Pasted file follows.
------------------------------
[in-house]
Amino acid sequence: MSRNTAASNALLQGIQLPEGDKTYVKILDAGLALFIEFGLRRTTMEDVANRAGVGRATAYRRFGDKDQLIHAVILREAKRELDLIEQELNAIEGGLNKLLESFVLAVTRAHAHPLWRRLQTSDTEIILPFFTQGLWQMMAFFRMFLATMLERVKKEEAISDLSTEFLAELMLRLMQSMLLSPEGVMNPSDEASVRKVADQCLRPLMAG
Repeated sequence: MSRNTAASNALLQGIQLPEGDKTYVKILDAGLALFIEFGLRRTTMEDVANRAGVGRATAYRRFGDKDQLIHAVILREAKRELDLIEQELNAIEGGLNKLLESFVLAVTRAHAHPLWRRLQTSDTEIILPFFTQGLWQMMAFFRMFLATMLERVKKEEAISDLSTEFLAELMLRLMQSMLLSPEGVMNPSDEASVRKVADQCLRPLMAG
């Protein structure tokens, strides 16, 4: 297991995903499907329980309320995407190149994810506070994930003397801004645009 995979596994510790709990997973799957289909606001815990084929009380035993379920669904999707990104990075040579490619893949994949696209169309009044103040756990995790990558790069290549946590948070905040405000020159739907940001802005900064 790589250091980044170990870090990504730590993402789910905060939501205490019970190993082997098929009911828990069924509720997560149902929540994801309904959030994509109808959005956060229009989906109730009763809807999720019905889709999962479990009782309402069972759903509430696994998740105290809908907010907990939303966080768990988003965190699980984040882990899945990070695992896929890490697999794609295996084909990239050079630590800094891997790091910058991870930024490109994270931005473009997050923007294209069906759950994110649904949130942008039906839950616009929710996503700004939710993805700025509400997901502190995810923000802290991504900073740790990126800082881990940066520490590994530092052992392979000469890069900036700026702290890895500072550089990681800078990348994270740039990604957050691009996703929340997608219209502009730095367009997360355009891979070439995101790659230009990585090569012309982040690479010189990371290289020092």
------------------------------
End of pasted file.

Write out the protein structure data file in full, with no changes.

[in-house]
Amino acid sequence: MSRNTAASNALLQGIQLPEGDKTYVKILDAGLALFIEFGLRRTTMEDVANRAGVGRATAYRRFGDKDQLIHAVILREAKRELDLIEQELNAIEGGLNKLLESFVLAVTRAHAHPLWRRLQTSDTEIILPFFTQGLWQMMAFFRMFLATMLERVKKEEAISDLSTEFLAELMLRLMQSMLLSPEGVMNPSDEASVRKVADQCLRPLMAG
Repeated sequence: MSRNTAASNALLQGIQLPEGDKTYVKILDAGLALFIEFGLRRTTMEDVANRAGVGRATAYRRFGDKDQLIHAVILREAKRELDLIEQELNAIEGGLNKLLESFVLAVTRAHAHPLWRRLQTSDTEIILPFFTQGLWQMMAFFRMFLATMLERVKKEEAISDLSTEFLAELMLRLMQSMLLSPEGVMNPSDEASVRKVADQCLRPLMAG
């Protein structure tokens, strides 16, 4: 297991995903499907329980309320995407190149994810506070994930003397801004645009 995979596994510790709990997973799957289909606001815990084929009380035993379920669904999707990104990075040579490619893949994949696209169309009044103040756990995790990558790069290549946590948070905040405000020159739907940001802005900064 790589250091980044170990870090990504730590993402789910905060939501205490019970190993082997098929009911828990069924509720997560149902929540994801309904959030994509109808959005956060229009989906109730009763809807999720019905889709999962479990009782309402069972759903509430696994998740105290809908907010907990939303966080768990988003965190699980984040882990899945990070695992896929890490697999794609295996084909990239050079630590800094891997790091910058991870930024490109994270931005473009997050923007294209069906759950994110649904949130942008039906839950616009929710996503700004939710993805700025509400997901502190995810923000802290991504900073740790990126800082881990940066520490590994530092052992392979000469890069900036700026702290890895500072550089990681800078990348994270740039990604957050691009996703929340997608219209502009730095367009997360355009891979070439995101790659230009990585090569012309982040690479010189990371290289020092």